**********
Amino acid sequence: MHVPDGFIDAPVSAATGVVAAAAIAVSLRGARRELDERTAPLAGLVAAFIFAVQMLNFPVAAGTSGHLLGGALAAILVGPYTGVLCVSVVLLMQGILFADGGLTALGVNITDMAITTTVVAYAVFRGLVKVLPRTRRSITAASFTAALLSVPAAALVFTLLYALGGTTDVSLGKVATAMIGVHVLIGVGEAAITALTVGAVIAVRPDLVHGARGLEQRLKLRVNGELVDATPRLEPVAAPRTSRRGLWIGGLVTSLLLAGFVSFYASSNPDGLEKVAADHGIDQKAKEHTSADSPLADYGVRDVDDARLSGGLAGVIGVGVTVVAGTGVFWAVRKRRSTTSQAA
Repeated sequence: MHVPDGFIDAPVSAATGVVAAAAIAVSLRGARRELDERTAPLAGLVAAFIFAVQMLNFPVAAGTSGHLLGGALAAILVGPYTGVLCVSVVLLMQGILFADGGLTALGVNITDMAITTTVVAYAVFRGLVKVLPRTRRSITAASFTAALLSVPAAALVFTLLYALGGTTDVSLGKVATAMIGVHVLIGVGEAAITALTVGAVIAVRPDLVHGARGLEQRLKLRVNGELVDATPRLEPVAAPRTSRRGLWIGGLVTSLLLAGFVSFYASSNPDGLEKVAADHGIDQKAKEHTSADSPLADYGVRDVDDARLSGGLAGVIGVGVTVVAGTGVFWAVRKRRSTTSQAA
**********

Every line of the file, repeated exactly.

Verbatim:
Amino acid sequence: MHVPDGFIDAPVSAATGVVAAAAIAVSLRGARRELDERTAPLAGLVAAFIFAVQMLNFPVAAGTSGHLLGGALAAILVGPYTGVLCVSVVLLMQGILFADGGLTALGVNITDMAITTTVVAYAVFRGLVKVLPRTRRSITAASFTAALLSVPAAALVFTLLYALGGTTDVSLGKVATAMIGVHVLIGVGEAAITALTVGAVIAVRPDLVHGARGLEQRLKLRVNGELVDATPRLEPVAAPRTSRRGLWIGGLVTSLLLAGFVSFYASSNPDGLEKVAADHGIDQKAKEHTSADSPLADYGVRDVDDARLSGGLAGVIGVGVTVVAGTGVFWAVRKRRSTTSQAA
Repeated sequence: MHVPDGFIDAPVSAATGVVAAAAIAVSLRGARRELDERTAPLAGLVAAFIFAVQMLNFPVAAGTSGHLLGGALAAILVGPYTGVLCVSVVLLMQGILFADGGLTALGVNITDMAITTTVVAYAVFRGLVKVLPRTRRSITAASFTAALLSVPAAALVFTLLYALGGTTDVSLGKVATAMIGVHVLIGVGEAAITALTVGAVIAVRPDLVHGARGLEQRLKLRVNGELVDATPRLEPVAAPRTSRRGLWIGGLVTSLLLAGFVSFYASSNPDGLEKVAADHGIDQKAKEHTSADSPLADYGVRDVDDARLSGGLAGVIGVGVTVVAGTGVFWAVRKRRSTTSQAA